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'Inflation in July likely hit 2.3%'.

LOCAL inflation is likely to have decelerated further to 2-percent territory, as various factors align for the tamer prices of consumer goods and services in July, a local economist said.

Security Bank AVP and chief economist Robert Dan Roces said inflation likely hit 2.3 percent in July this year-continuing its deceleration path after being disrupted by a one-off blip in May.

Inflation started decelerating in November from its 6.7-percent peak in 2018. This deceleration trend was snapped in May this year, as inflation rose from 3 percent in the previous month to 3.2 percent. In June, inflation went back to decline mode to 2.7 percent.

Roces said inflation will continue its deceleration trend in July, mainly because base effects from last year's high base will start to kick in.

The Security Bank economist discussed in his inflation commentary that in the heavily weighted food and nonalcoholic beverages index, there was an observed downtrend in prices from last month.

'The restrictions and resulting supply pressures in pork imports from African swine flu [ASF] high-risk countries might not have affected the index as much when these were offset by lower prices in other major foodstuffs, notably rice,' he said.

Roces also noted that electricity prices have gone down, as Meralco slashed rates by around P0.107 per kilowatt-hour (kWh) in July, or a downward adjustment of P0.57 per kWh from May on the back of lower transmission charges for residential consumers.

Moreover, pump prices of gasoline went down with falling global prices due to fears of weakening demand and supply surplus, he noted.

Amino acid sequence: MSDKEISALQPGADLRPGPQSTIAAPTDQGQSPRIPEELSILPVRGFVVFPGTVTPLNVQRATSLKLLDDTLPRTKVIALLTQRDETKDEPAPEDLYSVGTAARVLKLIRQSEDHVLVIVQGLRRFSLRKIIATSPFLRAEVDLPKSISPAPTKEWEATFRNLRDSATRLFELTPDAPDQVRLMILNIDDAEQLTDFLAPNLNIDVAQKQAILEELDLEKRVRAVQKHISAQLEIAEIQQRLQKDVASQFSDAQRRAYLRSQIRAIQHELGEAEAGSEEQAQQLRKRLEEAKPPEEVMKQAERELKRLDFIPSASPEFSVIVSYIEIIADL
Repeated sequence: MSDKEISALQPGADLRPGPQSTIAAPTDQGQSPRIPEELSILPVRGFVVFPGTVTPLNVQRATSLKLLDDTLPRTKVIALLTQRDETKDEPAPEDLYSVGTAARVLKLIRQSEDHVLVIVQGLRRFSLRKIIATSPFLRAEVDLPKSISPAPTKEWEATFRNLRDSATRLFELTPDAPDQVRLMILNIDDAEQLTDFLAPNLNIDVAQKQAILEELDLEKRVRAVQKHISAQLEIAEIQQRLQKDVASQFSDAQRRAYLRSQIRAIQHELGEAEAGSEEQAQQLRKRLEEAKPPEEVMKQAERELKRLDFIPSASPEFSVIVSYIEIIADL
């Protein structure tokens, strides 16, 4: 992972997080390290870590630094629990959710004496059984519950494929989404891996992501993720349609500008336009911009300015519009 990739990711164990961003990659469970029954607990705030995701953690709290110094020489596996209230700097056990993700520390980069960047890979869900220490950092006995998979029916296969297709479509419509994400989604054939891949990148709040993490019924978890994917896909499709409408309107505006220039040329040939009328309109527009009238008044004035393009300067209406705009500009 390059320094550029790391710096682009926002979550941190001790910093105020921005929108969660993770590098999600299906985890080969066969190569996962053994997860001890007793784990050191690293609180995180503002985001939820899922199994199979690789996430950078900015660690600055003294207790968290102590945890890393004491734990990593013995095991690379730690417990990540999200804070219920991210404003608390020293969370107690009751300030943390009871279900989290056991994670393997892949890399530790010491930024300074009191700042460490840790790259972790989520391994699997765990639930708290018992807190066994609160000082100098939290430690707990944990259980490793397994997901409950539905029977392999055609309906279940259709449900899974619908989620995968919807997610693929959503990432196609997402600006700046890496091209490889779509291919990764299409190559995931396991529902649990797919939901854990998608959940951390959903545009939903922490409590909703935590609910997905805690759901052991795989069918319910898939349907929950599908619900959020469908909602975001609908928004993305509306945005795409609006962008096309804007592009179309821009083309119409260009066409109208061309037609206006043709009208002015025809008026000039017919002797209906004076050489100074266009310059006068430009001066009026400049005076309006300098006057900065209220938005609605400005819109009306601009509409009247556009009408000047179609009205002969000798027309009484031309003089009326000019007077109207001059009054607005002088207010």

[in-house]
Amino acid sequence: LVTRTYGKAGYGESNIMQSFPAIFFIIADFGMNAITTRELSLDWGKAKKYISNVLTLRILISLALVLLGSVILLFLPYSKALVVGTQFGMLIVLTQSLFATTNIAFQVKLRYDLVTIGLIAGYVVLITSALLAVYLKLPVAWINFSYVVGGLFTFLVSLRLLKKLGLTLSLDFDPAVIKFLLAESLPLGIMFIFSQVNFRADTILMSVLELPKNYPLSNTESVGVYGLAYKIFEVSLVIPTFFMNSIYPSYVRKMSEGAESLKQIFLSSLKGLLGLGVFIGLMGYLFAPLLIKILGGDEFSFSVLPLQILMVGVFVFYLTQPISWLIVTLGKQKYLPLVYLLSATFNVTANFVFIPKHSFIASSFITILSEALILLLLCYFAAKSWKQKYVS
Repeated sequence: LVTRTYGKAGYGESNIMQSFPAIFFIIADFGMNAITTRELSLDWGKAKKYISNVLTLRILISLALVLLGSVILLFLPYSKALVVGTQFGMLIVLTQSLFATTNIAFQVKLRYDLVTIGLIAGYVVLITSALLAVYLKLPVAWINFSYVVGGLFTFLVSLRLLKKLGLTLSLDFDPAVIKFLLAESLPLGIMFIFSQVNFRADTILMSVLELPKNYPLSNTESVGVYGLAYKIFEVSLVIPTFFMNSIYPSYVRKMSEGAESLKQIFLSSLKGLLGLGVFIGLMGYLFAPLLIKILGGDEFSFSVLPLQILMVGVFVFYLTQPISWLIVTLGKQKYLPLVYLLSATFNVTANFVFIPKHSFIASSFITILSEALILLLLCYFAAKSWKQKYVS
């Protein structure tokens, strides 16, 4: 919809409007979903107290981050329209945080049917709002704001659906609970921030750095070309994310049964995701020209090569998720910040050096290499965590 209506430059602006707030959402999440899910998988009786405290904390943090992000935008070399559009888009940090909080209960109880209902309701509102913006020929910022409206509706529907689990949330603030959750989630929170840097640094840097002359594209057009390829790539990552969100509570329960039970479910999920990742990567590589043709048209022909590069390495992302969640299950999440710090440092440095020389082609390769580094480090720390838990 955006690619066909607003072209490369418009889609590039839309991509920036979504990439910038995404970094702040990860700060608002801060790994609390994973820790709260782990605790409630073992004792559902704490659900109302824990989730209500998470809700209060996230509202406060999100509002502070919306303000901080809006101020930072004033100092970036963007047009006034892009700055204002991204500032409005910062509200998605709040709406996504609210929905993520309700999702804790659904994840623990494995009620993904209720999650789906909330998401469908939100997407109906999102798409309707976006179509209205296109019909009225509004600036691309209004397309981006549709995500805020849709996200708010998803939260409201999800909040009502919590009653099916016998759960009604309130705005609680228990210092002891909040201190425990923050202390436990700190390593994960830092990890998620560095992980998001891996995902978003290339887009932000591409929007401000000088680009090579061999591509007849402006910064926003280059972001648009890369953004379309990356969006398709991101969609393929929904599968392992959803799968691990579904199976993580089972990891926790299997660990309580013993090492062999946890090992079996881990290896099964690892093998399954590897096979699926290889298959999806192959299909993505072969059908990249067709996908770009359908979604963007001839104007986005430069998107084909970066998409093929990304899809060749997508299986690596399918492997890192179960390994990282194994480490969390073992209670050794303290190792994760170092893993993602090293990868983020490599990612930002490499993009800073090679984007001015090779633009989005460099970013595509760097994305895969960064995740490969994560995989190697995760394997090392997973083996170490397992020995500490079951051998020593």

Adding to those factors are the benefits of a strong peso throughout the month, which made imported raw materials cheaper to buy.

According to data from the Bangko Sentral ng Pilipinas (BSP), the local currency averaged at 51.155 to a dollar in July. This is more than half a peso stronger compared to the 51.803 average value of the peso against the dollar in the previous month.

In their most recent monetary-policy meeting, the Monetary Board said they see a further moderation of inflation pressures toward the end of the year as reflected in their new inflation forecasts. In particular, they announced that they have scaled down their inflation forecasts to 2.7 percent on average for 2019 from the 2.9-percent projection made in May.

For 2020, the projection was also scaled down to 3 percent from the 3.1 percent in the previous meeting. The BSP is set to meet on August 8 to review their monetary-policy settings, along with their inflation forecasts for this year and the next.

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Publication:Business Mirror (Makati City, Philippines)
Date:Jul 30, 2019
Words:491
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